Monday, March 1, 2010

Olympics Closing Ceremony

Did anyone watch the Olympics Closing Ceremony last night? I did. Wouldn't have missed it for anything. Well, OK, so I had to miss the beginning of it, dealing with kids and dinner and grocery shopping and laundry, but I caught that part later on the replay.

I loved it. My husband said it was "boring."

There was, of course, some ceremonial pomp and circumstance, with the athletes entering the stadium, the Olympic flag-lowering ceremony, the passing of the flag to the IOC president, who gave it to the mayor of Sochi, Russia, as the host of the 2014 Winter Games.

There was a choir singing, and a tribute to the Olympic Luge contestant who died in a horrible accident on the first day of the Olympics.

All of that was necessary, moving even, but perhaps not "entertaining" in the usual sense of the word. But in addition to the necessary ceremonial duties, Canada put on quite a show.

First, I must say, those Canadians cracked me up. They did a skit making fun of the now-famous glitch in the opening ceremony when one of the cauldron's pillars did not emerge from the floor and left their former gold medal speedskater Catriona Le May Doan standing awkwardly holding a torch, with nothing to light. In the end, she got to light the cauldron for the closing ceremony.

Can you imagine if the Chinese had a glitch like that one in their opening ceremony? I doubt there would have been a closing ceremony making fun of it; instead, it would have been an embarassment, hush-hushed, no one allowed to talk about it. Those Canadians, though - like the good hosts and good sports that they are - they brought it right back out into the limelight and encouraged us to laugh along with them at their misfortune. And gave Catriona Le May Doan her chance to light the cauldron after all. I love that!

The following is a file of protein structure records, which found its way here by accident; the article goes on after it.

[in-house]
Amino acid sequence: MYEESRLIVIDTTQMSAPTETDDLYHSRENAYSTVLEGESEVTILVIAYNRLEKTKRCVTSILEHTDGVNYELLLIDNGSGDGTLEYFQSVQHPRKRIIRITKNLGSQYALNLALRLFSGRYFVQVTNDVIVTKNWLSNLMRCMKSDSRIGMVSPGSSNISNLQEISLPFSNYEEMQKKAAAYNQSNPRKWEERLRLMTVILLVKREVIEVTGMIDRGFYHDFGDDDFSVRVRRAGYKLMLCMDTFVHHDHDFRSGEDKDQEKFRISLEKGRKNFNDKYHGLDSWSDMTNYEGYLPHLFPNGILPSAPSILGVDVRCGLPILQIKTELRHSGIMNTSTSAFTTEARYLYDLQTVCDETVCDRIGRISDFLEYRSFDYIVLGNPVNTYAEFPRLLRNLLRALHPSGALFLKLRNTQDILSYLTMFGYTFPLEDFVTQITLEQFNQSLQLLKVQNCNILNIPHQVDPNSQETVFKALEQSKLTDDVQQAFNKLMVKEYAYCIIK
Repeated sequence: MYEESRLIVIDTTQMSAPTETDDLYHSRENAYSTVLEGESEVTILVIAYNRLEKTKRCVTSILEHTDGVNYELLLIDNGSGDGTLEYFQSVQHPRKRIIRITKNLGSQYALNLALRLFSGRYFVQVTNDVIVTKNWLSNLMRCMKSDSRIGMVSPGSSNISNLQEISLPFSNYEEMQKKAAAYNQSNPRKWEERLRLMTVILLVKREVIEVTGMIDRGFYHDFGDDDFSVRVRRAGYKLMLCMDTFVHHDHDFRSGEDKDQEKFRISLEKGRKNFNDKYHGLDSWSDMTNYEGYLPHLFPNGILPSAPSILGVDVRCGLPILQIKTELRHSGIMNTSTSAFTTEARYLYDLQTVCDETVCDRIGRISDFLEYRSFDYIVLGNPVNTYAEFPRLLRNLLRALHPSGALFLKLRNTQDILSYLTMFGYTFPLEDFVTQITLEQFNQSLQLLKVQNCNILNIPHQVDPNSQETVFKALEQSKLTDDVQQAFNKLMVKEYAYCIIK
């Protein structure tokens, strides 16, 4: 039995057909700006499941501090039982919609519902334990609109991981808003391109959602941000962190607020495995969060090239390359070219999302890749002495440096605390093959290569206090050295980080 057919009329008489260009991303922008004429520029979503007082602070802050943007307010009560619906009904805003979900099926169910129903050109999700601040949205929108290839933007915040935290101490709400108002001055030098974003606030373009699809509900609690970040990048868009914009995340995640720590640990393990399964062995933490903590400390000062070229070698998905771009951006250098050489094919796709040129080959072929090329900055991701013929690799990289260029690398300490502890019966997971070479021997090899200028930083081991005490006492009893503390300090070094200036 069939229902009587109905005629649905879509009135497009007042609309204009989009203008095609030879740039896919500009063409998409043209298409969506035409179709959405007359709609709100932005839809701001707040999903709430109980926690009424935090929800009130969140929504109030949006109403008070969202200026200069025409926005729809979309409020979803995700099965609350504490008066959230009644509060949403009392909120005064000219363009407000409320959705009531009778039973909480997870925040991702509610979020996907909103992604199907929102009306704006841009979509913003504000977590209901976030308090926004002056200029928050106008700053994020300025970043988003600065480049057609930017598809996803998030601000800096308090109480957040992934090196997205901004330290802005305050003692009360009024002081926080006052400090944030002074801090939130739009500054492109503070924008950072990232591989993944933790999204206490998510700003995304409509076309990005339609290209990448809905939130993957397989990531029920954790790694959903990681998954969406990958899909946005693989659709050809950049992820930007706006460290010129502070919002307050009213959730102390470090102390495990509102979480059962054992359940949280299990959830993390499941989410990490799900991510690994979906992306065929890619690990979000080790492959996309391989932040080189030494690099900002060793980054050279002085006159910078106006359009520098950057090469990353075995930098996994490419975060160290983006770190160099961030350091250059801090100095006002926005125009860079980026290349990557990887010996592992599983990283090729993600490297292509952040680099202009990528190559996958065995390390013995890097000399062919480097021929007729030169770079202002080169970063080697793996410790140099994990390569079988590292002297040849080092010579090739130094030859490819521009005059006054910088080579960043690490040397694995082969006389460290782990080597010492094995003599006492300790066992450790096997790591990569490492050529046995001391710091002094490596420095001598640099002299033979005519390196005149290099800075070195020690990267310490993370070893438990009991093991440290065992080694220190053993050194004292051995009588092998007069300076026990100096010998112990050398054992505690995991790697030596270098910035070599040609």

Canadian-born actors William Shatner (Captain Kirk of Star Trek, Denny Crane of The Practice and Boston Legal), Catherine Anne O'Hara (Best in Show, Waiting for Guffman), and Michael J. Fox (Family Ties, Back to the Future, Spin City), also made me laugh a few times with their humorous monologues.

Michael J. Fox looked better than I've seen him look in a while. His Parkinson's tremor wasn't as noticeable as it sometimes is, and he looked stronger than he has looked in the past couple of years.

And you had to love the very tongue-in-cheek performance by Michael Buble, dressed in Mountie gear, complete with giant inflatable beavers and moose, giant cardboard cutout table-hockey players and a kid wearing what looked like a giant tire starring as the hockey puck.

And there were great performances by a huge variety of performer such as Neil Young, Nickelback, Alanis Morissette, and more.

The whole closing ceremony was a good mix of ceremony, humor, music, and a beautiful light show. Were there some parts that didn't make me go "wow"? Sure. But overall, I thought it was spectacular and fun and a fitting end to the games.

I loved it.


SkylersDad said...

I really enjoyed it also. The opening with the repair guy fixing the cauldron was excellent!

Dave said...

I love the fact that we can make fun of our quirks. It is being Canadian I suspect.

Jaime said...

i wanted to watch the closing ceremony. but my son wouldn't cooperate.

i'm glad they let her light the cauldron to end the Olympics. it was awkward (although a little funny) how they had that malfunction during the opening ceremony

Suzy said...

I have to agree with your husband. I disliked the opening ceremony so much that I was reluctant to watch the closing. After Beijing I didn't think anything could top it and it didn't. I watched about 7 minutes of the closing and CATHERINE O'HARA WHAT WERE YOU THINKING????

Truly bad.

Candy's daily Dandy said...

If the Chinese had had that snafu with the torch, the guy who was responsible for the mistake would still be in the closing ceremonies....he'd just be missing a digit or two, holding a lit torch and proudly smiling for his country.

They dont get mad, they get even. You could count on that..